Exposure to PermaNet 2.0 negatively influences the longevity of malaria vectors

Vector longevity is one of the most important biological traits that ensures the complete development of Plasmodium until it is transmitted to the host. Evaluating the effect of PermaNet 2.0 on the longevity of An. funestus s.l. and An. gambiae s.l. revealed a significant decrease in the life span of both vectors after exposure to the net. Mean life expectancy was approximately reduced by 2 days in An. gambiae s.l. and 5 days in An. funestus s.l. This reduction could be an epidemiological barrier to Plasmodium transmission because the vectors have to live sufficiently longer to ensure the parasite transmission [37]. Indeed, at a temperature of about 25°C, P. falciparum needs 10 to 12 days to complete its cycle [38]. However, exposed females had an average life-span of less than 10 days. In insects, variation in longevity may be a consequence of energy loss and oxidative stress [39]. The decrease in survival observed in exposed females may be associated with either lower energy consumption due to shock produced during exposure that would be beneficial for survival, or neurodegeneration that may lead to apoptosis. It can also be attributed to a high level of oxidative stress because the unbalanced production of reactive oxygen species (ROS) is detrimental according to age-free radical theory [40]. These observations are similar to those made on the resistant laboratory strains of An. gambiae s.l. (the TIA strain from southern Côte d'Ivoire and the TOR strain from Uganda) in contact with PermaNet 2.0 [8]. This suggests that a non-lethal effect observed 24h post-exposure to the net is not enough to conclude on the impact of insecticide resistance on effectiveness of control measures. Also, LLINs remain a barrier to mosquito biting and resistant mosquitoes can still be repelled by insecticides (Sharma et al., 2005), thus control interventions still confer some personal protection to the user. However, it is always preferable to use nets that can kill mosquitoes immediately. The new generation nets such as Permanet 3.0 or Olyset Plus could be the alternative measures as they contain the PBO which increases the efficacy of the nets but this is efficient only in situations where the resistance is driven by Cytochrome P450 and these nets are not accessible to everybody because of the cost.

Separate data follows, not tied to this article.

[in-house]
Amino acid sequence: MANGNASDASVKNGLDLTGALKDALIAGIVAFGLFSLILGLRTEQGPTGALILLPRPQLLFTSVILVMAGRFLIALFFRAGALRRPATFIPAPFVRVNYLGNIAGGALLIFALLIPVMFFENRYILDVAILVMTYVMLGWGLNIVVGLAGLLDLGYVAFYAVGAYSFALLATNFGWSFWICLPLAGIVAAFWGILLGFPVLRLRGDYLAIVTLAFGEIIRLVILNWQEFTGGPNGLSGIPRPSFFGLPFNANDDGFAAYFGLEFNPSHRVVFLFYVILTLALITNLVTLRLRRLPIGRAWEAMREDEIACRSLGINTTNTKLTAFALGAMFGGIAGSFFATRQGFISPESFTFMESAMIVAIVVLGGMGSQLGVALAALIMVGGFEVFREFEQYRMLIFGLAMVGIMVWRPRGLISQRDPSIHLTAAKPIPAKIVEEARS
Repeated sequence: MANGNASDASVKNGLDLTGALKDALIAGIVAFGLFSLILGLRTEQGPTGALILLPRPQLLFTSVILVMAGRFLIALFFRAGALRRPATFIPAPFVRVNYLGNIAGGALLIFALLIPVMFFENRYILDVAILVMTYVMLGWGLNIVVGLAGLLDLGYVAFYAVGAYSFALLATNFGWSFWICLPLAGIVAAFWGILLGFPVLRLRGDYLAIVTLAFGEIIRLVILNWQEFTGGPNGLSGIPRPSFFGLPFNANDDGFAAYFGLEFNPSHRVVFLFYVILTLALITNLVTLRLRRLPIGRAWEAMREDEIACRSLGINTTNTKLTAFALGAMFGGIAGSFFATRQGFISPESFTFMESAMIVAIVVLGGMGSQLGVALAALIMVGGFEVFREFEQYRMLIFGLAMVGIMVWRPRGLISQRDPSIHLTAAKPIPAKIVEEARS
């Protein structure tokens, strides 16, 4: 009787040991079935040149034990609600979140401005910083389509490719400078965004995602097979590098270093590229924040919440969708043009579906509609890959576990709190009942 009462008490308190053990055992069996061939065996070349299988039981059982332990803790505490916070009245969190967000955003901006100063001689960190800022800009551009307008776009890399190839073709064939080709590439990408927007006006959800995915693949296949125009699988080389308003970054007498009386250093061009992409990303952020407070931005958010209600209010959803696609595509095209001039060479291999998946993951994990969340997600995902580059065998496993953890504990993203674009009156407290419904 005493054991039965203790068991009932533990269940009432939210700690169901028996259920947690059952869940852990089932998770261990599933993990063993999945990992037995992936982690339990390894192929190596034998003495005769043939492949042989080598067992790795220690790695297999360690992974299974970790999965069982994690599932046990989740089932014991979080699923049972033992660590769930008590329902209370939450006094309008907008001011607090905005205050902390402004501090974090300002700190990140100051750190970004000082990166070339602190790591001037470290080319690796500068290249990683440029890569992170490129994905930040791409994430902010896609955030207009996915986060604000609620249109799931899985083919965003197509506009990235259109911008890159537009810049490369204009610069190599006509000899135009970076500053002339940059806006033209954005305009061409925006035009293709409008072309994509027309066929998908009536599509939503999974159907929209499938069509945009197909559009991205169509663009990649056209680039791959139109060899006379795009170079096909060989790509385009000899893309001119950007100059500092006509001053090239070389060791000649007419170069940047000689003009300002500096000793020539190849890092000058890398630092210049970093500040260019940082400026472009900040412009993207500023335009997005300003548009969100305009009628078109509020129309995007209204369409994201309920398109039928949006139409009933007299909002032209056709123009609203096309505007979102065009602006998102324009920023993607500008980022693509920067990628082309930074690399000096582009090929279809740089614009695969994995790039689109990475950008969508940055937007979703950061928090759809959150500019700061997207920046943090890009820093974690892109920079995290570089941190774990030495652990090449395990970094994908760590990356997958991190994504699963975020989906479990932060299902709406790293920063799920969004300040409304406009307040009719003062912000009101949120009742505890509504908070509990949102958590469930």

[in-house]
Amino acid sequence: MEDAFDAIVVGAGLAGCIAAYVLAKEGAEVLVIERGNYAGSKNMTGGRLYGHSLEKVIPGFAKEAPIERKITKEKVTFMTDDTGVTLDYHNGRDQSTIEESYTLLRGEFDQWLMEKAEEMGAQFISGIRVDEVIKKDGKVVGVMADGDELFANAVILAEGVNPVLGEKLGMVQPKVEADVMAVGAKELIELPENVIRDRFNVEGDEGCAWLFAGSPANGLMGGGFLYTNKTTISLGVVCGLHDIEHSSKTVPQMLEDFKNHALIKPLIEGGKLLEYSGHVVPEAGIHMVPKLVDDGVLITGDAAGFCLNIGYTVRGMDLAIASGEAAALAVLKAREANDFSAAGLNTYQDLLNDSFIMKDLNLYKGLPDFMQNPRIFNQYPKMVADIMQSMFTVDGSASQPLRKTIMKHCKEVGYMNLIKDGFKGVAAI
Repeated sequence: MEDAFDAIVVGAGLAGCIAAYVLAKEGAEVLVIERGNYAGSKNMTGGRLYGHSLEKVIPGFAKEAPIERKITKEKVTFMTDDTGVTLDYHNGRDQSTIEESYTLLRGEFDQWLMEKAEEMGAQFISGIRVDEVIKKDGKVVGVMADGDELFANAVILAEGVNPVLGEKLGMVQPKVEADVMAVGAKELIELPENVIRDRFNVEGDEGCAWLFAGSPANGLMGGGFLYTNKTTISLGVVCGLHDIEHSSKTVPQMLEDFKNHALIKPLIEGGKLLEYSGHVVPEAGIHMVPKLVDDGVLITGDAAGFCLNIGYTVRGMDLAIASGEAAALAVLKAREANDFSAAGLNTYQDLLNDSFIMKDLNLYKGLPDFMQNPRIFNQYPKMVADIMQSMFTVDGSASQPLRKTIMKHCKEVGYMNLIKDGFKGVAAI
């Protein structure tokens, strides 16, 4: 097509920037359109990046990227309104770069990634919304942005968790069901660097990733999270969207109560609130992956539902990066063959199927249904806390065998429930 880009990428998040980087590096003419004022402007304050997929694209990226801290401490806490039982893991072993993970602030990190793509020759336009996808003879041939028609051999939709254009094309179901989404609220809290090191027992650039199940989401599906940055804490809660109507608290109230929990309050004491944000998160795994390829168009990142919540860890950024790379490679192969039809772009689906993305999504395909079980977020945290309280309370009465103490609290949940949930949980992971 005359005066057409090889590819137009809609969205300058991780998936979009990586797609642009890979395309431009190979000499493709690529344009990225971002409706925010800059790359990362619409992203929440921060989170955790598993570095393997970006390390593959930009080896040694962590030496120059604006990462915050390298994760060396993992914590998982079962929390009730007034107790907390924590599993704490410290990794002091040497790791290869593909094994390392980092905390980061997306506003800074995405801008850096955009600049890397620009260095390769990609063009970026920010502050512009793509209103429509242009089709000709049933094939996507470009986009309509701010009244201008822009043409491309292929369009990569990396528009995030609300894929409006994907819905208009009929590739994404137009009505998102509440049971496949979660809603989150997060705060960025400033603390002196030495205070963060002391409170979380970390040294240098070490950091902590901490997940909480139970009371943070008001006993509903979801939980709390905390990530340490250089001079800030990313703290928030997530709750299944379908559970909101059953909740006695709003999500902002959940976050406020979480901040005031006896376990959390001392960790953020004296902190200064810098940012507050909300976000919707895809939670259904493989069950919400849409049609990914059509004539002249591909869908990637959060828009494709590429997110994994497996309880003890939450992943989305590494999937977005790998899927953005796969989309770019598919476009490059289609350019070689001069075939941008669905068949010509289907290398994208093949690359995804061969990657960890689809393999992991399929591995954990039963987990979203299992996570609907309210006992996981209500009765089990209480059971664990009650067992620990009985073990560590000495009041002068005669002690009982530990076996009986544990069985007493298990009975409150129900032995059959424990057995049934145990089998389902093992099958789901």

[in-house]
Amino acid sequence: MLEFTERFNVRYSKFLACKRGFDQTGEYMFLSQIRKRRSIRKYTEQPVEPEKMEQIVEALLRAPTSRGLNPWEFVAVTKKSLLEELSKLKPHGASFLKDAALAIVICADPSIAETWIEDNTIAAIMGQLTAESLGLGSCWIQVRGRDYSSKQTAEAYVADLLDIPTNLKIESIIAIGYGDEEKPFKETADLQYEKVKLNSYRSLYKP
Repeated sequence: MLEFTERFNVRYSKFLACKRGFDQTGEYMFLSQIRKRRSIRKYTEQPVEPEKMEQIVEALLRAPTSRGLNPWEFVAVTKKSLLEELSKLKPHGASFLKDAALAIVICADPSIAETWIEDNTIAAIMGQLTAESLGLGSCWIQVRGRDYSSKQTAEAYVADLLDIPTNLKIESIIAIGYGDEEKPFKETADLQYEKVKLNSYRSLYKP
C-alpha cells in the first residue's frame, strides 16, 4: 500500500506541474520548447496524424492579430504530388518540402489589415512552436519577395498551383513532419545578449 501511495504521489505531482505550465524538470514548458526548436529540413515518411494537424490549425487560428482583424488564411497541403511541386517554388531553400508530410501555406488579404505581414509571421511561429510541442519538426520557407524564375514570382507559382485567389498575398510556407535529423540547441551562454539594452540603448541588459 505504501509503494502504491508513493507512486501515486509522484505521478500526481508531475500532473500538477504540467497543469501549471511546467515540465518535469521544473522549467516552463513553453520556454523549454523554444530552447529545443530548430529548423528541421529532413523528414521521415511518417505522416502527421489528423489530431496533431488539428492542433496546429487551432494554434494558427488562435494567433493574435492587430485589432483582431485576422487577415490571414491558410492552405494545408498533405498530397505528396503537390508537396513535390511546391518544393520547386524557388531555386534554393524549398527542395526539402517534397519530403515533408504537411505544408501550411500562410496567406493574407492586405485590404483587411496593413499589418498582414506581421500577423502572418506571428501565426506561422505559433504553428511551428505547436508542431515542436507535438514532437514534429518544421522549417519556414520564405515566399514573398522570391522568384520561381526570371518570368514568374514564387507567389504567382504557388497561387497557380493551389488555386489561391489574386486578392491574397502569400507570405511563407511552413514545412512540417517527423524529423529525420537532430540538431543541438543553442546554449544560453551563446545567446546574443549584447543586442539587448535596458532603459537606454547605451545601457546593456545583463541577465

No effect of PermaNet 2.0 exposure on the blood feeding ability of mosquitoes

Evaluation of the effect of PermaNet 2.0 on the blood feeding ability of mosquitoes revealed that this net would have no effect on the vector's blood meal intake. In practice, An. funestus s.l. and An. gambiae s.l. generally require a second blood meal a day after the first [41] to ensure maturation and egg laying. However, during the experiment, An. gambiae s.l. fed at different frequencies over its duration with a major peak on the fourth day (last day of the experiment). The peak observed is due to an inhibition of the usual feeding behavior (search for the blood meal) during the 40 hours following a blood supply in a laboratory condition, accompanied by an inhibition of the olfactory faculties with regard to certain substances (perspiration, indole, etc.). This eating behavior is restored 72 hours after a blood meal [42]. However, studies using experimental huts could provide more information about the effect of this net on the blood meal intake as this is closer to the natural condition.